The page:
Health and safety practitioners need to adapt their communication methods to suit the audience, otherwise important messages risk getting lost.
When I talk is anyone listening? I’m sure this thought regularly crosses the minds of occupational health and safety (OSH)practitioners when they launch into conversations about health and safety at work. Without good persuasion skills the message can be lost.
For years we’ve been pushing the health and safety message to employees, colleagues, business owners and even children. It could be said that we’ve overplayed our hand and there is little more to say on the subject, but I disagree. Safety practitioners need to ensure their communication is fit for purpose, effective and relevant to the subject as well as the recipient.
The role OSH professionals play in an organisation has never been so critical. Far from simply being a legal necessity, OSH professionals are playing a key
part in the recovery of many businesses as we emerge from the pandemic. However, more than ever, if they want to create a workplace culture where everyone is genuinely committed to excellent health and safety, they need to be effective communicators and not just merely seek to meet the minimum requirements of the law.
In my career as an OSH professional, I have always believed that if I find myself switching off from a health and safety briefing after 10 minutes then someone with less interest will have switched off at least five minutes earlier. So I’m sure I’m not alone in seeking out new methods and approaches to effectively communicate important OSH messages to everyone at work, regardless of their role or position in the organisation.
Keeping people interested
Any experienced and skilled public speaker will tell you that the key to keeping people’s interest is knowing your subject and ‘sensing’ your audience. This approach has never been truer than when you are trying to persuade directors, senior managers, colleagues and employees of the value of good health and safety.
I’ve spoken to many senior leaders who confidently say they fully understand their responsibilities to protect the health and safety of their workers and others. For some, this knowledge has come from attending a health and safety for directors course, and these courses do provide directors and managers with a solid baseline knowledge of the key legislative requirements and the human and business benefits of health and safety.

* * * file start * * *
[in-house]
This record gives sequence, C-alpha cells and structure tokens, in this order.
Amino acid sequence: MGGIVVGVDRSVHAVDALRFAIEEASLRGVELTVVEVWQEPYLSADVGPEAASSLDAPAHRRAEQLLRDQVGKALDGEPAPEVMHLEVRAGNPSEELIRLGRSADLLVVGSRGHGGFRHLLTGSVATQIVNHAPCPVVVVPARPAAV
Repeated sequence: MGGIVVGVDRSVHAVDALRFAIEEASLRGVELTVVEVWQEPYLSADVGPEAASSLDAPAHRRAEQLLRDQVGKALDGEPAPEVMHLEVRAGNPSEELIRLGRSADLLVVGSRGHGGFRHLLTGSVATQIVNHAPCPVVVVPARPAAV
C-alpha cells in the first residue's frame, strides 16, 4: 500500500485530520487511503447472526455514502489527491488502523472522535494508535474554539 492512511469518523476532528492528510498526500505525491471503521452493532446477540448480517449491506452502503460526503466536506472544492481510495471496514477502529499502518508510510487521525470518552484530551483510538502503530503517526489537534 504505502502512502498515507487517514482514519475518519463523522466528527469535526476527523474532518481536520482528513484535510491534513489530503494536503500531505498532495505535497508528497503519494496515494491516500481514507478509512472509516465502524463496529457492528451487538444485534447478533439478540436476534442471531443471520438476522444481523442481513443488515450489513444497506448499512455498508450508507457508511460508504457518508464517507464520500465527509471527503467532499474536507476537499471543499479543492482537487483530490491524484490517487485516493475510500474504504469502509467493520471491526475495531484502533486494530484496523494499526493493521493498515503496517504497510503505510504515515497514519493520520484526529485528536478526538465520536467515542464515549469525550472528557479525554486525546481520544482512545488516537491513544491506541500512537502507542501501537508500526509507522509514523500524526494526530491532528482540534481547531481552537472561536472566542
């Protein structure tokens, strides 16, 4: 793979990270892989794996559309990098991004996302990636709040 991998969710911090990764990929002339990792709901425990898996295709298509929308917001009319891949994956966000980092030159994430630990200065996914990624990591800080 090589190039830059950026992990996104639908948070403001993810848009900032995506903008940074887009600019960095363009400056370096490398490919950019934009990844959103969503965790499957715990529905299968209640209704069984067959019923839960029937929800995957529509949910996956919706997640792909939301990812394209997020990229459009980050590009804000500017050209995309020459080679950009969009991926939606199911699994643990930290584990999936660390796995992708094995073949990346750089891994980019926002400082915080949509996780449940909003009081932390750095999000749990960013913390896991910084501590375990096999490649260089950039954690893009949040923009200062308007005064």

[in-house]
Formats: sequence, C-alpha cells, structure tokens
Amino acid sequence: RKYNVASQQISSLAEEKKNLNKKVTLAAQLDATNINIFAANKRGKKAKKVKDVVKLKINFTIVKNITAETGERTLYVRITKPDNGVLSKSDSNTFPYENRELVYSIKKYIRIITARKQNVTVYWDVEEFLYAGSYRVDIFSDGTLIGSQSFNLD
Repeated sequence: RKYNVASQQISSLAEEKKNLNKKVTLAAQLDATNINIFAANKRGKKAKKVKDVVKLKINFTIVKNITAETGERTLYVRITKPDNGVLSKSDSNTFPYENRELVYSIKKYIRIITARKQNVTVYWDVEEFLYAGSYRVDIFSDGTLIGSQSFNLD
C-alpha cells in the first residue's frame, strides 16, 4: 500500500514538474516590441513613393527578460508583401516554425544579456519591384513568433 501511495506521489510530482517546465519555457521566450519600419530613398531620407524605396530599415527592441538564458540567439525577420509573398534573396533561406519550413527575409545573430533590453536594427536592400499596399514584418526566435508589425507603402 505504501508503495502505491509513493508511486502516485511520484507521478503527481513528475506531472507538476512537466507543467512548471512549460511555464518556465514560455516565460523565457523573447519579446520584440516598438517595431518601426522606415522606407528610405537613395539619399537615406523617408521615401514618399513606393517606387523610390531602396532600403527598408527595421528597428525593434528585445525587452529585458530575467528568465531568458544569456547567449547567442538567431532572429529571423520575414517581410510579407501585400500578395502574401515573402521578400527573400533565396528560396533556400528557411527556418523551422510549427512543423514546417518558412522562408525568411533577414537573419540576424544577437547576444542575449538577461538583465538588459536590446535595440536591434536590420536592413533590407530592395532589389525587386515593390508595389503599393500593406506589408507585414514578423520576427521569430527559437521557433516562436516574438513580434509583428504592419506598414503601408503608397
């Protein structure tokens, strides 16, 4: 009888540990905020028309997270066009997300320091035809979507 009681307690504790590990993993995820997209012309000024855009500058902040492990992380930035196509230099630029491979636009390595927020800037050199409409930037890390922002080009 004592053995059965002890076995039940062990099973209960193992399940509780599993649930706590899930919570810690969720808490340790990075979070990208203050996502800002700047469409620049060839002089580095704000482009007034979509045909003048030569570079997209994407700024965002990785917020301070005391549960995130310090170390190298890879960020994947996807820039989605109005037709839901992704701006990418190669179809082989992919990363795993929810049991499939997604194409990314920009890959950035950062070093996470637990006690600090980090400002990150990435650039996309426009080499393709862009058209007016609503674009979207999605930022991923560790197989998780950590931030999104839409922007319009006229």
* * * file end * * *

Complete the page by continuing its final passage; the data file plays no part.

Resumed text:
In fact, many of the leaders who attend these courses go on to become health and safety champions at board level – driving, leading and cajoling efforts to ensure their business is both properly managing the risks and going beyond the minimum and achieving OSH excellence.
However, disappointingly, many senior leaders fail to keep up-to-speed with important health and safety legal updates and industry briefings about issues such as the latest good practice in risk management. Instead, many rely on their in-house competent person or an external consultant to filter through what is happening and give them the ‘headlines’.
Clearly, most senior leaders are extremely busy people but they have a crucial role in ensuring their organisation is properly managing risks and setting the tone and direction to ensure this actually happens. To do this, they need to fully understand the hazards and risks, be able to reach informed decisions about whether more resources, time and money need to be allocated to health and safety, and be able to assess if their organisation does in fact have a positive culture where safe and healthy working is at the forefront of everyone’s mind.